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Inherent value in Muskrat Falls Inquiry: historian

Historian Jason Churchill speaks with reporters following testimony to the Commission of Inquiry Respecting the Muskrat Falls Hydroelectric project on Wednesday in Happy Valley-Goose Bay.
Historian Jason Churchill speaks with reporters following testimony to the Commission of Inquiry Respecting the Muskrat Falls Hydroelectric project on Wednesday in Happy Valley-Goose Bay. - Ashley Fitzpatrick

Jason Churchill offers a review of N.L.’s past regarding Churchill River hydro

On Wednesday morning, historian Jason Churchill told the Muskrat Falls Inquiry there are two things political leaders in Newfoundland and Labrador have wanted for decades now: direct access to U.S. energy markets, and better terms for the 1969 agreement on Churchill Falls hydroelectric power.

“What’s interesting is that no matter what the outside circumstances were, you’ve got multiple energy crises that have come up. If you look at attempts to fight climate change, some people consider that to be an environmental crisis,” he said, following the session. “None of these external factors have managed to budge these two key issues that have always dominated negotiations on the Churchill River.”

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Churchill presented to the inquiry a history of talks around Labrador hydroelectricity, from the time of Liberal premier Joey Smallwood and the development of Churchill Falls, to the proposals for hydro dams on the lower Churchill River and the provincial energy plan of 2007. That plan set the stage for the Muskrat Falls project.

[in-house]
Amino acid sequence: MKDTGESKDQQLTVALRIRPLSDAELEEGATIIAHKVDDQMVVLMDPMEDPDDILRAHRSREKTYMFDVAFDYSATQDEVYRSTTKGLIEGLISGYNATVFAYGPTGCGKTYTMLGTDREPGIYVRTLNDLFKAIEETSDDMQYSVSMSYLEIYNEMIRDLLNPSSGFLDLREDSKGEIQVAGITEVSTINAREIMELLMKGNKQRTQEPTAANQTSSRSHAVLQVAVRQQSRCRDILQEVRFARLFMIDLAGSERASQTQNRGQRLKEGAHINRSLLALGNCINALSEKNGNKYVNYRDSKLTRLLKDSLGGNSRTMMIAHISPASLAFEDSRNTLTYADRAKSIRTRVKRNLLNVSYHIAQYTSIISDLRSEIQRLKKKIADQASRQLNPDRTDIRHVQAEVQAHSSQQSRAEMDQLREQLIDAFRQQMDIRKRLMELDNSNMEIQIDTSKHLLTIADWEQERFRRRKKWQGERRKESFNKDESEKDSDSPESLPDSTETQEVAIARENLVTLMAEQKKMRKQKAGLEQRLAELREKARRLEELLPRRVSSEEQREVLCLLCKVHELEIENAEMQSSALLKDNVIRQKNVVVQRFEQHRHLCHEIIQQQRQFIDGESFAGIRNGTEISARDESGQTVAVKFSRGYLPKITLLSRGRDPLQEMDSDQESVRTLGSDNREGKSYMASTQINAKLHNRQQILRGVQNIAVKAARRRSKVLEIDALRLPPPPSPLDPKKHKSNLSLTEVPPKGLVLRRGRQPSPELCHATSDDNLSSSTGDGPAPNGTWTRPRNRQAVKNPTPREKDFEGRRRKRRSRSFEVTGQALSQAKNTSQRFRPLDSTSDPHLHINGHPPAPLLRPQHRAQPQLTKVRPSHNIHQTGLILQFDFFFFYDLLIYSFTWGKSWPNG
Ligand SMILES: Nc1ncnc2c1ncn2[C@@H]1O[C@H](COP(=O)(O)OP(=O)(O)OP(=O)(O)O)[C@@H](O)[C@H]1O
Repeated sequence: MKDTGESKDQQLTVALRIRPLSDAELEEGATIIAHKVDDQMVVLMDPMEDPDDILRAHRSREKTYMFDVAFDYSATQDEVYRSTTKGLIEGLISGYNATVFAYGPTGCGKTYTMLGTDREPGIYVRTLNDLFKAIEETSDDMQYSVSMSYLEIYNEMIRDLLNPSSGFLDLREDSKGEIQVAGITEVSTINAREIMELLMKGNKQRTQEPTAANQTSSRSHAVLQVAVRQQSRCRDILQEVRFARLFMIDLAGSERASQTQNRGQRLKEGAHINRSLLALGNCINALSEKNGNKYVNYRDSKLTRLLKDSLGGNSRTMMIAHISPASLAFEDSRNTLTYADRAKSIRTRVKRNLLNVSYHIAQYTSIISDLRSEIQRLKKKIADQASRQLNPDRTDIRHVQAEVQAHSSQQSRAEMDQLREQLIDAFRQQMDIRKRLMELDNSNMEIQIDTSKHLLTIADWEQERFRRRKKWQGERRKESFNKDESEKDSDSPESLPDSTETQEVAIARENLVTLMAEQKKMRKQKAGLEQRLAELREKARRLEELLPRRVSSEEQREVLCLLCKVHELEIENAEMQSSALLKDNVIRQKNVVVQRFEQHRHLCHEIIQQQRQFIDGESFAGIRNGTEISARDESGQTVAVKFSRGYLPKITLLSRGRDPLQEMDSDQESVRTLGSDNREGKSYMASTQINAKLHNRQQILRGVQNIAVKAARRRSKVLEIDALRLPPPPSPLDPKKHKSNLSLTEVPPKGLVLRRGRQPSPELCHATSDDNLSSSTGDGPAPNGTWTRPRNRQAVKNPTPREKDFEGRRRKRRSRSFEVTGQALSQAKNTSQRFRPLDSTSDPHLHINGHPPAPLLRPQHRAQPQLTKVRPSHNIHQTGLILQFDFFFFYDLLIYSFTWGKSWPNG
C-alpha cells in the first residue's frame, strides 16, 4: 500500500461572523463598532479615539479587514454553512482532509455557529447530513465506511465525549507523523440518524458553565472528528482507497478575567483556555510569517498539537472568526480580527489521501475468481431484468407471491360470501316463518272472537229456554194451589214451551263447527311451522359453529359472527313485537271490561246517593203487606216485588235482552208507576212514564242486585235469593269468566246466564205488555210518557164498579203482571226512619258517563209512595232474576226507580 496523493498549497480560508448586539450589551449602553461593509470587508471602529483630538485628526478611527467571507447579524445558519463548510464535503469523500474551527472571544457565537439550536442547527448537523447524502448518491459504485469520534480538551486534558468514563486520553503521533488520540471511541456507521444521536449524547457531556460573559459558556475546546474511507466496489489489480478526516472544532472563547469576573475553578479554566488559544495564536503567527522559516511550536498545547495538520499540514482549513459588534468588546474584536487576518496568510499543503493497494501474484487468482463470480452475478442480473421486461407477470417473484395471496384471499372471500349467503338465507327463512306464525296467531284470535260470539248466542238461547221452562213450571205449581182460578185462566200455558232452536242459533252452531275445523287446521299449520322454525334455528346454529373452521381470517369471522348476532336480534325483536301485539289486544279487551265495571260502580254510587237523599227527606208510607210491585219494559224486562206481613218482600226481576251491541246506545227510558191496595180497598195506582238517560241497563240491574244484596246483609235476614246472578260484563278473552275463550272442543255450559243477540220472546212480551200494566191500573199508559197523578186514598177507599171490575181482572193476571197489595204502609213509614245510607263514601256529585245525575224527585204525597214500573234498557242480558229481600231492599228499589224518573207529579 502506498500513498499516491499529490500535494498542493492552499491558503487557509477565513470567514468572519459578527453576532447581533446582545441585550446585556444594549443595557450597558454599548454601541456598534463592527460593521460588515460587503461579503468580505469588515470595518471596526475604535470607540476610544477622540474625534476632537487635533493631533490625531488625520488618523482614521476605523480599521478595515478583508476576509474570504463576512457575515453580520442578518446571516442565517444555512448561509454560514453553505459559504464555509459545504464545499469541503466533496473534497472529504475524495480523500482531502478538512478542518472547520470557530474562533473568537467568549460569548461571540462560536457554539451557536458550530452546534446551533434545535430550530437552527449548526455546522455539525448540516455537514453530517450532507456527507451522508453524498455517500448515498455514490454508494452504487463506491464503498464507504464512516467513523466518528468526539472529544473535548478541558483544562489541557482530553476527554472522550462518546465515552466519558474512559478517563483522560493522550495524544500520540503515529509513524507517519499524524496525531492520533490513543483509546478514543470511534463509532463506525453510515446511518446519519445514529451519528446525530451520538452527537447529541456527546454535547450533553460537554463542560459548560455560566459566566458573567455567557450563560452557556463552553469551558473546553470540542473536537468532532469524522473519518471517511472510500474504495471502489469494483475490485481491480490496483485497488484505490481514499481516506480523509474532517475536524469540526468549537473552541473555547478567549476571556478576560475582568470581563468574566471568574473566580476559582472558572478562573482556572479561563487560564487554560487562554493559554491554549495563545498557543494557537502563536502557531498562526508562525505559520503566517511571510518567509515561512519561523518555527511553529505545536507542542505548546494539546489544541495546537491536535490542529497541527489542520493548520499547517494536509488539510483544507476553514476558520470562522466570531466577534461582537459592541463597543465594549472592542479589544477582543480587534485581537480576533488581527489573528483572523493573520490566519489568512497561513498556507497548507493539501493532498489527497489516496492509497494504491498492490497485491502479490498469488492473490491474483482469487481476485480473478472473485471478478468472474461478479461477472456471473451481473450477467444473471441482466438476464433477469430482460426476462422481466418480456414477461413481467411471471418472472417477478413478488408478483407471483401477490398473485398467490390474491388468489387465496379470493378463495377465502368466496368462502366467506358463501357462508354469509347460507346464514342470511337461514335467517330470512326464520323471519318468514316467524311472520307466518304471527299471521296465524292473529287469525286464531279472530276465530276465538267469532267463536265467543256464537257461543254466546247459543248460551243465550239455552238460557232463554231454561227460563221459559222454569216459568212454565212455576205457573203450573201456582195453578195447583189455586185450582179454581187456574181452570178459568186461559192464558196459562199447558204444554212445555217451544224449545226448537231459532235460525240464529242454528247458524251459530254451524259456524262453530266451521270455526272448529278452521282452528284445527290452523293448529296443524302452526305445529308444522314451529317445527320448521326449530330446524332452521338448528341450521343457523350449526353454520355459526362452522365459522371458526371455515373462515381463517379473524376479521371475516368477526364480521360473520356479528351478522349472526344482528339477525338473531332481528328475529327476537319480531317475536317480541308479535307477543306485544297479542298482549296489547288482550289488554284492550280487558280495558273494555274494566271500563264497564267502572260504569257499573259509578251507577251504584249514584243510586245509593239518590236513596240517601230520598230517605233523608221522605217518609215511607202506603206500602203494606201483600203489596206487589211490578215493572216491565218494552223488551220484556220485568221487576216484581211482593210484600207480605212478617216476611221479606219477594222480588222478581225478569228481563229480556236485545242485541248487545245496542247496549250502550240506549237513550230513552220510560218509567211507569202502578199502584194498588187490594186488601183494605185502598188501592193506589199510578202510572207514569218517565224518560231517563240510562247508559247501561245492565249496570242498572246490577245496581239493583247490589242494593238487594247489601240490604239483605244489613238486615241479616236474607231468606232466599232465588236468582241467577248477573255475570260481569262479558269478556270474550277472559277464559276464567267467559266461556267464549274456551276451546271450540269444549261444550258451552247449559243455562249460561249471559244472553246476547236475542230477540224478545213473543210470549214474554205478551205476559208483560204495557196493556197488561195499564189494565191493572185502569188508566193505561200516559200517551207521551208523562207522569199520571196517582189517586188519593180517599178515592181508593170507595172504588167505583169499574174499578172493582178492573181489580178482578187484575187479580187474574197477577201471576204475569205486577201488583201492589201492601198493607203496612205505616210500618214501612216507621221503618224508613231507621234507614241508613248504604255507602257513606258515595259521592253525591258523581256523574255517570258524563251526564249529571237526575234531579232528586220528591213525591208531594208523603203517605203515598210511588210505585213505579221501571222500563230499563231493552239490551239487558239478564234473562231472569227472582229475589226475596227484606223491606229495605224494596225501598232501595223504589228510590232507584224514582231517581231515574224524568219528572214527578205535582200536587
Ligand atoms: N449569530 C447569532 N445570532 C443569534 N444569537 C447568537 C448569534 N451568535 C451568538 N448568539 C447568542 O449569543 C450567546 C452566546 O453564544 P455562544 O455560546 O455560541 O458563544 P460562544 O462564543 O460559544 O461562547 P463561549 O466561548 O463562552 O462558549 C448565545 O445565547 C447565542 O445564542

Along with his testimony on the day, he filed a written report with the inquiry detailing research on the subject.

He told reporters the gathering of research and testimony – bringing forward information not otherwise available to the pubic and making it accessible – is a significant benefit to the public and to researchers, regardless of what the ultimate findings are of Commissioner Richard LeBlanc.

“For future historians looking back, like if anybody is going to write this in subsequent decades, the papers and the resources, the transcripts from here will do so much to put things in context for them,” he said.

“It’s valuable to capture this story at a moment in time because we don’t know where it’s going to play out, and you have those resources that can be used for multiple things afterwards. So I think in and of itself it has an inherent value.”

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